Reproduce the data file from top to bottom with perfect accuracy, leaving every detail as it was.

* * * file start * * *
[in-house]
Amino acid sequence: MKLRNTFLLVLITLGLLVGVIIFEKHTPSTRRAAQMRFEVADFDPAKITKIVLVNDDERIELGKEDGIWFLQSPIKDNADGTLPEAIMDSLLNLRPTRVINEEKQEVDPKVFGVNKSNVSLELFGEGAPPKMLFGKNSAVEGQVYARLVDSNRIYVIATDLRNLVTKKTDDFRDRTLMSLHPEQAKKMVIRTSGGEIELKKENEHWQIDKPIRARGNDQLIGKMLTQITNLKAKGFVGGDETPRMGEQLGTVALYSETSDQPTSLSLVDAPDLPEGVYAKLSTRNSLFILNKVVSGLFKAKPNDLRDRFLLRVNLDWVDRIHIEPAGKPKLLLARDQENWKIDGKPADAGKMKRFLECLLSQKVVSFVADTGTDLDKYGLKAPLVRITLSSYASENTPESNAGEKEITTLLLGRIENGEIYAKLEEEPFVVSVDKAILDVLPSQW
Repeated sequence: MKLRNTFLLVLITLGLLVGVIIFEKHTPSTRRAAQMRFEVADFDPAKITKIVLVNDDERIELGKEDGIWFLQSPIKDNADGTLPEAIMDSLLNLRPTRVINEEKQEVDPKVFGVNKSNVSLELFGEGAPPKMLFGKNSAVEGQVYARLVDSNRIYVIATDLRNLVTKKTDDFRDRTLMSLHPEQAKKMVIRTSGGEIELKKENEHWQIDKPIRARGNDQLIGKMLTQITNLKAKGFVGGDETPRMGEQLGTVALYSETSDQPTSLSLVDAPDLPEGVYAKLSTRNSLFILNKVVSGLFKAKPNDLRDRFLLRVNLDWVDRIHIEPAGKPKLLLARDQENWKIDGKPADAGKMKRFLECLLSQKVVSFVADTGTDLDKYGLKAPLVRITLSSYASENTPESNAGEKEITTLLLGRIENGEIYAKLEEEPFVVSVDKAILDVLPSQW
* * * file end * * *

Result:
[in-house]
Amino acid sequence: MKLRNTFLLVLITLGLLVGVIIFEKHTPSTRRAAQMRFEVADFDPAKITKIVLVNDDERIELGKEDGIWFLQSPIKDNADGTLPEAIMDSLLNLRPTRVINEEKQEVDPKVFGVNKSNVSLELFGEGAPPKMLFGKNSAVEGQVYARLVDSNRIYVIATDLRNLVTKKTDDFRDRTLMSLHPEQAKKMVIRTSGGEIELKKENEHWQIDKPIRARGNDQLIGKMLTQITNLKAKGFVGGDETPRMGEQLGTVALYSETSDQPTSLSLVDAPDLPEGVYAKLSTRNSLFILNKVVSGLFKAKPNDLRDRFLLRVNLDWVDRIHIEPAGKPKLLLARDQENWKIDGKPADAGKMKRFLECLLSQKVVSFVADTGTDLDKYGLKAPLVRITLSSYASENTPESNAGEKEITTLLLGRIENGEIYAKLEEEPFVVSVDKAILDVLPSQW
Repeated sequence: MKLRNTFLLVLITLGLLVGVIIFEKHTPSTRRAAQMRFEVADFDPAKITKIVLVNDDERIELGKEDGIWFLQSPIKDNADGTLPEAIMDSLLNLRPTRVINEEKQEVDPKVFGVNKSNVSLELFGEGAPPKMLFGKNSAVEGQVYARLVDSNRIYVIATDLRNLVTKKTDDFRDRTLMSLHPEQAKKMVIRTSGGEIELKKENEHWQIDKPIRARGNDQLIGKMLTQITNLKAKGFVGGDETPRMGEQLGTVALYSETSDQPTSLSLVDAPDLPEGVYAKLSTRNSLFILNKVVSGLFKAKPNDLRDRFLLRVNLDWVDRIHIEPAGKPKLLLARDQENWKIDGKPADAGKMKRFLECLLSQKVVSFVADTGTDLDKYGLKAPLVRITLSSYASENTPESNAGEKEITTLLLGRIENGEIYAKLEEEPFVVSVDKAILDVLPSQW